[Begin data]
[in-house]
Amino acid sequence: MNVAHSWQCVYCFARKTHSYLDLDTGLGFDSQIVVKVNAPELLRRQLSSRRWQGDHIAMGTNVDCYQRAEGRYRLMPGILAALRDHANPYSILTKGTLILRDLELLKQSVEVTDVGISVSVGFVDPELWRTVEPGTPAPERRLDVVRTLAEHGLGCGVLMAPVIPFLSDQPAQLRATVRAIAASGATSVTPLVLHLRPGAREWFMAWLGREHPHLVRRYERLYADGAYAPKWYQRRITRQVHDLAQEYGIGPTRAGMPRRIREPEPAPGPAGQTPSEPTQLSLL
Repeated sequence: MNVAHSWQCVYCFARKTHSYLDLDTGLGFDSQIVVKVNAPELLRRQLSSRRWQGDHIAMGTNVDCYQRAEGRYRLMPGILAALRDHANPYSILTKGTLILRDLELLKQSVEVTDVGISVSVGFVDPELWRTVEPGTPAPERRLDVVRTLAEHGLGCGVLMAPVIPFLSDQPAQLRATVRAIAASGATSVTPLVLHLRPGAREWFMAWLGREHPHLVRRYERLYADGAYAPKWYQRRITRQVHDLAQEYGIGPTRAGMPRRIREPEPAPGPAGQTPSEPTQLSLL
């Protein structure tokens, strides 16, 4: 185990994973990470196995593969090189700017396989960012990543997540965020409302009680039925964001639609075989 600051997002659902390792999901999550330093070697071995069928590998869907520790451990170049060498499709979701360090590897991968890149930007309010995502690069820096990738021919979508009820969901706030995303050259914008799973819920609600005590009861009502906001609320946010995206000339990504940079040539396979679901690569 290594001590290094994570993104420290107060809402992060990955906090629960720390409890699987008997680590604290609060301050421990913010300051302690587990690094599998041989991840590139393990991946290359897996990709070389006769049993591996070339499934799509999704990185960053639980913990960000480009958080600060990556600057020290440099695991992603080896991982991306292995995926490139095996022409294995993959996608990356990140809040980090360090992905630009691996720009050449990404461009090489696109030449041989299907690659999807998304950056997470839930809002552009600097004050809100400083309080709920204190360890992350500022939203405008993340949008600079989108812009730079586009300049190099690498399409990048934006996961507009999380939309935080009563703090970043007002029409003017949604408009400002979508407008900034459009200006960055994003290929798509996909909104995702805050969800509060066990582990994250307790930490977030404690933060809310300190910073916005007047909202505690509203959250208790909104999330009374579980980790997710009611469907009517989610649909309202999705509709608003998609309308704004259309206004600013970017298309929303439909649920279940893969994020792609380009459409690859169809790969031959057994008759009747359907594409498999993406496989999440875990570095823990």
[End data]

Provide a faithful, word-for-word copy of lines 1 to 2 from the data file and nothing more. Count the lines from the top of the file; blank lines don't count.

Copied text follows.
[in-house]
Amino acid sequence: MNVAHSWQCVYCFARKTHSYLDLDTGLGFDSQIVVKVNAPELLRRQLSSRRWQGDHIAMGTNVDCYQRAEGRYRLMPGILAALRDHANPYSILTKGTLILRDLELLKQSVEVTDVGISVSVGFVDPELWRTVEPGTPAPERRLDVVRTLAEHGLGCGVLMAPVIPFLSDQPAQLRATVRAIAASGATSVTPLVLHLRPGAREWFMAWLGREHPHLVRRYERLYADGAYAPKWYQRRITRQVHDLAQEYGIGPTRAGMPRRIREPEPAPGPAGQTPSEPTQLSLL